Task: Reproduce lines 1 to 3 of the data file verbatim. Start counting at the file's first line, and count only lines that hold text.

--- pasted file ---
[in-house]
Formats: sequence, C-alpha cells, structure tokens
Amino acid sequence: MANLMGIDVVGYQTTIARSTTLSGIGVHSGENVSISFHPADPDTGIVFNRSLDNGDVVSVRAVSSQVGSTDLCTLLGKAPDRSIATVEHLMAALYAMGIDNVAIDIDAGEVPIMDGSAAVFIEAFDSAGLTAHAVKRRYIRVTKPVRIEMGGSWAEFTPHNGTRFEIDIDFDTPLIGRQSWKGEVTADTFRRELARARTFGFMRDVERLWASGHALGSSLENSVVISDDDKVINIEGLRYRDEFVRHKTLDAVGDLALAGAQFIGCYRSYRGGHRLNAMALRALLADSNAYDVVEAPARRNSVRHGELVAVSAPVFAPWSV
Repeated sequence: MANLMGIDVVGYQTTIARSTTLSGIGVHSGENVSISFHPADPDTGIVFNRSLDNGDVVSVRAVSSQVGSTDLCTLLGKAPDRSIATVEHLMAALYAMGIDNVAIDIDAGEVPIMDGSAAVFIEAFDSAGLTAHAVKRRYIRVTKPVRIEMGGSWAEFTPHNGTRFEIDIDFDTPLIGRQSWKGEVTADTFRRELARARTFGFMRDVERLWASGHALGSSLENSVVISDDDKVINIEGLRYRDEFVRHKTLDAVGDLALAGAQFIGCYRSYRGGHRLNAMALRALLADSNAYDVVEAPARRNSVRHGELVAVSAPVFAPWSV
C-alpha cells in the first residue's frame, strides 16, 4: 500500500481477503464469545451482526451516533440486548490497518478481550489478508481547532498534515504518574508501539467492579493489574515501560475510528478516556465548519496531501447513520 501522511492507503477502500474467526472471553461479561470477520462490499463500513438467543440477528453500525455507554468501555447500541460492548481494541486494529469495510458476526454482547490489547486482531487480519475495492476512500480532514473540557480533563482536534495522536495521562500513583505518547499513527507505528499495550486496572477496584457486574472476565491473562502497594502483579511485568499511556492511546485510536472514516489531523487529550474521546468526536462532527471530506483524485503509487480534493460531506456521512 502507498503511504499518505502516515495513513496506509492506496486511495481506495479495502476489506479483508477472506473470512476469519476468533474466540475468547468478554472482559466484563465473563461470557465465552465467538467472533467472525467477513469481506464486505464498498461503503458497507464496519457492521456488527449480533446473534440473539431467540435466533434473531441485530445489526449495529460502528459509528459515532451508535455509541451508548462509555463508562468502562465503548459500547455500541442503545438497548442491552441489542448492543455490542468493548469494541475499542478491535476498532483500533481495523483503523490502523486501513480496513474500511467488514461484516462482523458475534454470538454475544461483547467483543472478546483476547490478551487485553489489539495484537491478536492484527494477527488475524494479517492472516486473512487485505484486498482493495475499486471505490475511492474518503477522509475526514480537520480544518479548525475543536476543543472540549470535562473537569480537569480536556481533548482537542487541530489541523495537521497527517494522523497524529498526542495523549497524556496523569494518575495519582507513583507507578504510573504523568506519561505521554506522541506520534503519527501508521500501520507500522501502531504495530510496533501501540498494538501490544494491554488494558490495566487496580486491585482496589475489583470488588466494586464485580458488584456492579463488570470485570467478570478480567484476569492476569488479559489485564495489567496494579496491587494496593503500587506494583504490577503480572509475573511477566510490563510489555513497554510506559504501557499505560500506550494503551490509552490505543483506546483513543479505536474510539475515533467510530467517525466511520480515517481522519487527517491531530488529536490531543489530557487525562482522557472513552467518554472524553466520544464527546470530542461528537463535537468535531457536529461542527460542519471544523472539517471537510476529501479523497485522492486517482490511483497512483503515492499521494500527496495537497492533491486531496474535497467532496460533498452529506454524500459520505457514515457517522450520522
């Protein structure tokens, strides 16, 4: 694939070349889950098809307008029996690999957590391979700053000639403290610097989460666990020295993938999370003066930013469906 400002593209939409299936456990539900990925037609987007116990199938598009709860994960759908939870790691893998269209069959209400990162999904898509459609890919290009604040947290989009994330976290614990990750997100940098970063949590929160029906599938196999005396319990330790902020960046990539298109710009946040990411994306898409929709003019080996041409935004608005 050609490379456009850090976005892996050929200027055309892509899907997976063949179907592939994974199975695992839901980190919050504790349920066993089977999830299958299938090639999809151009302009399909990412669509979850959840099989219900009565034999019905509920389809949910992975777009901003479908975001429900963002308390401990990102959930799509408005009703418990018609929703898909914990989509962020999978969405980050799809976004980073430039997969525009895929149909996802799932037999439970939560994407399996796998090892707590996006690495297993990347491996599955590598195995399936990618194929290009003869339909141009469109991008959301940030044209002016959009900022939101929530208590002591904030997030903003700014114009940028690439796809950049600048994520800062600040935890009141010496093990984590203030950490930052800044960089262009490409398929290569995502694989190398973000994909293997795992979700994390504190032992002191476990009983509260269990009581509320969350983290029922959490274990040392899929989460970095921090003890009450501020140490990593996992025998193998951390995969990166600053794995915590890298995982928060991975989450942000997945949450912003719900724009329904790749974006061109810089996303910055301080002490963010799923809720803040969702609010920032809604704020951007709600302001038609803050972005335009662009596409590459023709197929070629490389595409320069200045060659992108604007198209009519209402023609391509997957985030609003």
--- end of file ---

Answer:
[in-house]
Formats: sequence, C-alpha cells, structure tokens
Amino acid sequence: MANLMGIDVVGYQTTIARSTTLSGIGVHSGENVSISFHPADPDTGIVFNRSLDNGDVVSVRAVSSQVGSTDLCTLLGKAPDRSIATVEHLMAALYAMGIDNVAIDIDAGEVPIMDGSAAVFIEAFDSAGLTAHAVKRRYIRVTKPVRIEMGGSWAEFTPHNGTRFEIDIDFDTPLIGRQSWKGEVTADTFRRELARARTFGFMRDVERLWASGHALGSSLENSVVISDDDKVINIEGLRYRDEFVRHKTLDAVGDLALAGAQFIGCYRSYRGGHRLNAMALRALLADSNAYDVVEAPARRNSVRHGELVAVSAPVFAPWSV